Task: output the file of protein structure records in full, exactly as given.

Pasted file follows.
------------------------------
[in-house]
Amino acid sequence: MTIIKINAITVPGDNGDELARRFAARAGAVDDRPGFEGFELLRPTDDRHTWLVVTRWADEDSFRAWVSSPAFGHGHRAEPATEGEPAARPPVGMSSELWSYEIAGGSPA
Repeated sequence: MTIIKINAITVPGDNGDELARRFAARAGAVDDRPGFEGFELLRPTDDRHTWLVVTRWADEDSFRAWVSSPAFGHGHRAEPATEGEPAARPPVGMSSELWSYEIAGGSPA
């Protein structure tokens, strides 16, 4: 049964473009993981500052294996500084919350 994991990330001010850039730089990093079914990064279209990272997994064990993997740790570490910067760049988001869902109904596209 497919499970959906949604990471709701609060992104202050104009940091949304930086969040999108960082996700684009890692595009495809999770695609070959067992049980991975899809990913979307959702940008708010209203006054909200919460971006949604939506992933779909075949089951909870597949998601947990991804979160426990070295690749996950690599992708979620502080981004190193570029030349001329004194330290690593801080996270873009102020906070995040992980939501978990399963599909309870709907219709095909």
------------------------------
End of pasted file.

[in-house]
Amino acid sequence: MTIIKINAITVPGDNGDELARRFAARAGAVDDRPGFEGFELLRPTDDRHTWLVVTRWADEDSFRAWVSSPAFGHGHRAEPATEGEPAARPPVGMSSELWSYEIAGGSPA
Repeated sequence: MTIIKINAITVPGDNGDELARRFAARAGAVDDRPGFEGFELLRPTDDRHTWLVVTRWADEDSFRAWVSSPAFGHGHRAEPATEGEPAARPPVGMSSELWSYEIAGGSPA
């Protein structure tokens, strides 16, 4: 049964473009993981500052294996500084919350 994991990330001010850039730089990093079914990064279209990272997994064990993997740790570490910067760049988001869902109904596209 497919499970959906949604990471709701609060992104202050104009940091949304930086969040999108960082996700684009890692595009495809999770695609070959067992049980991975899809990913979307959702940008708010209203006054909200919460971006949604939506992933779909075949089951909870597949998601947990991804979160426990070295690749996950690599992708979620502080981004190193570029030349001329004194330290690593801080996270873009102020906070995040992980939501978990399963599909309870709907219709095909």